I woke to a grave sense, tucked away in some dark place which was unpleasantly familiar. These unknown adventures of mine always left me restlessly eager for a peaceful night, strange as the combination of senses was to the inexperienced man. But I’d experienced much of the terrors of coming to atop the roof or sitting idly on the city sidewalk as men in trench coats and bowed heads passed me by. I remember vividly the night I drifted off in bed only to arrive at some unknown harbor, both feet submerged in the water as I stared blankly out at the shimmering moon. The night, save my fear, had been beautiful, and afore I’d cause to believe my being there was anything but a dream, my parents both stomped along the wooden planks calling out my name. I persisted in my place there, taking their voices as nothing more than the echoes of reality attempting to steal me from that paradise. But as their hands fell upon my shoulders and wrenched me from the edge, when the “dream” failed to end and my senses remained quite vivid, the daunting truth fell upon me. How I cried that night! I cried and listened to my mother’s consolation as she shared an excess of stories similar to my own, passed down from members of her line. “The first one is always when you’re seven,” she’d explained and laughed at the unfortunate irony of that age.
I have since come to understand that this condition travels along my mother’s genes alone. Despite numerous consultations with doctors, at least once a generation, it was deemed something more severe than the usual blend of sleepwalking which, as you may know, does not manifest itself within the genetic structure. Cursed was my bloodline, but I learned to accept and live with it. Within the base of knowledge amassed in regard to the matter, one detail instilled in me some passive hope. “By the time you reach twenty-five or so, it starts to fade away if it isn’t already gone.” Hearing those words on the second night of my night walk gave me much courage. So long as I survived to that prime age, the rest of my life would unfold without event.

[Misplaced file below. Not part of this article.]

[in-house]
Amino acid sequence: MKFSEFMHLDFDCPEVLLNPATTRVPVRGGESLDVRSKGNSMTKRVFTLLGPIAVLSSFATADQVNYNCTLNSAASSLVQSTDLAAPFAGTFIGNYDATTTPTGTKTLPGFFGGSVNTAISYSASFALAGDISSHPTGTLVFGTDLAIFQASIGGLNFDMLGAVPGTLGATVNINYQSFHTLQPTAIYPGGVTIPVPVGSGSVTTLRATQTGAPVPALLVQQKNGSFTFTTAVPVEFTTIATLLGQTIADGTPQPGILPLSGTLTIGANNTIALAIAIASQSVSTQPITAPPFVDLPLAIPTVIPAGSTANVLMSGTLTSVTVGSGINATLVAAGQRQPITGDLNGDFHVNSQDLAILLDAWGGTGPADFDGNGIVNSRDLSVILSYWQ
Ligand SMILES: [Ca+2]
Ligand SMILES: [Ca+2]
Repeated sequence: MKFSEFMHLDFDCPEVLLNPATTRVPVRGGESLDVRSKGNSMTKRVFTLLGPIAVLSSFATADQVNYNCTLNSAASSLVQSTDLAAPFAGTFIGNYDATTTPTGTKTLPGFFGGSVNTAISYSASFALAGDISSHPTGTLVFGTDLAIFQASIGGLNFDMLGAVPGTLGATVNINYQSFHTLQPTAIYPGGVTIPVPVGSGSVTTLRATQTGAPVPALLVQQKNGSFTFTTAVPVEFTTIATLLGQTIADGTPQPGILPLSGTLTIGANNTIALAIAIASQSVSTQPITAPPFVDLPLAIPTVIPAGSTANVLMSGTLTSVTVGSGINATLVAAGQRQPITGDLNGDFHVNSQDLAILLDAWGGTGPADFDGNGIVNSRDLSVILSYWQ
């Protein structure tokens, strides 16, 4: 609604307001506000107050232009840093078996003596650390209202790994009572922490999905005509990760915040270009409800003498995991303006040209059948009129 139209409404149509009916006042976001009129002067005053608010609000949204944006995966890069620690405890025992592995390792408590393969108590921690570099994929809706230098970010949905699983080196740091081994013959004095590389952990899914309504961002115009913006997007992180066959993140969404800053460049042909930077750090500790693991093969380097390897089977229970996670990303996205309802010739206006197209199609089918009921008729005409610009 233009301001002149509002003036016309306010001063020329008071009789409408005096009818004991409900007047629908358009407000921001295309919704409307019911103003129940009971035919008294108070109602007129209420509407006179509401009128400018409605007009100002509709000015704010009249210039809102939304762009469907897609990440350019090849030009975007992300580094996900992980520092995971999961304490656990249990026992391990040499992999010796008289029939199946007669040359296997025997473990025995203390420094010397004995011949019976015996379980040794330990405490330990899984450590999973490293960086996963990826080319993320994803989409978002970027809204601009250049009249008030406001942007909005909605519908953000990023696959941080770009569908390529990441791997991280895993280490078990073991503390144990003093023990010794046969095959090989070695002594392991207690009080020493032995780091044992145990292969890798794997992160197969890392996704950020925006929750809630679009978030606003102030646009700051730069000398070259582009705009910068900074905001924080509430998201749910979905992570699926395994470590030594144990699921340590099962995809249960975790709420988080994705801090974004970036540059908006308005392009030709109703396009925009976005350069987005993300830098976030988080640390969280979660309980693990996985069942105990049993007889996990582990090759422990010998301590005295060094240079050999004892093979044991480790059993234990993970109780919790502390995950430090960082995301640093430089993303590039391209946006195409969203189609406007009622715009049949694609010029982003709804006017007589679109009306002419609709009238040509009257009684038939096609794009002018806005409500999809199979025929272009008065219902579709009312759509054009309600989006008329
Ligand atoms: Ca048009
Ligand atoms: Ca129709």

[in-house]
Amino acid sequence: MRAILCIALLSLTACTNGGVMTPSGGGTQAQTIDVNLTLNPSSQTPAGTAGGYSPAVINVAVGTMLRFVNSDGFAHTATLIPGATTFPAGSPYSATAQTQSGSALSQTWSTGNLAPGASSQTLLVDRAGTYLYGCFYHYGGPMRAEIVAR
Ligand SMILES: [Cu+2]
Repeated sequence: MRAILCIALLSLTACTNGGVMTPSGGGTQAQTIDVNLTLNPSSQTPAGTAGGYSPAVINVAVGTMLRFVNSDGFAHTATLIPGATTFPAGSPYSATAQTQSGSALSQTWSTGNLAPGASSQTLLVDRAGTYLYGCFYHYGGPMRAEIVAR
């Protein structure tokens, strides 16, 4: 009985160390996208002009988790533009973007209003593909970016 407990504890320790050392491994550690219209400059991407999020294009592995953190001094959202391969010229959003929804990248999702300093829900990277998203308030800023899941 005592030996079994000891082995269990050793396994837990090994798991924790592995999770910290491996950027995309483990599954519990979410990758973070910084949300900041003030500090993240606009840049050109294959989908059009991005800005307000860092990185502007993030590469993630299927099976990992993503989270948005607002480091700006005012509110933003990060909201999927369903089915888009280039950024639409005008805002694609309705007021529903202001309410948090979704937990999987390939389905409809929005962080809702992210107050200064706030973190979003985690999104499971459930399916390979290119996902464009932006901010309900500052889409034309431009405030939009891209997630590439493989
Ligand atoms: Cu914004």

But survival proved quite near impossible. An exceeding number of nights saw me removed from my bedroom and flung into some far-off reaches where none but my parents could surmise I might appear. Of the many adventures, few yielded to pleasure. An unshakable darkness had attached itself readily to my inherited condition, and from that great pitch, many months of unforgettable nights etched into my history.
Tonight I feel claustrophobia. My eyes, not yet accustomed to the darkness I’ve awoken in, struggle to differentiate one form from the next. I rise nonetheless and begin my weary journey home. No long duration of time escaped before the harsh darkness became bearable; I was able to determine my location as a forest somewhere. Immediately thereafter, my mind troubled itself with the task of revisiting every memory of similarly-vegetated regions with which I may have been familiar – certainly, as with all my other spells, I’ve come about in a place not alien to me. My parents had often taken me along on their fishing trips to the harbor; father had a habit of stargazing up on the roof; the schoolhouse down Greene Street did my father the honor of housing the wake of my grandfather who had been one of their most generous patrons. Many more similar locales awaited me during awakening, and insofar as forests, the only I can vouch for as a viable ground for awakening is the medium plot behind our house where father took me to pretend we were out camping in the mountains because he didn’t quite have the mettle of my mother who more often made authentic lodging in the heart of the wild. It was him, though, who instilled in me a sense of adventure and survival, but with my composure so muddled, I scarce can recollect the tools and techniques imparted upon me.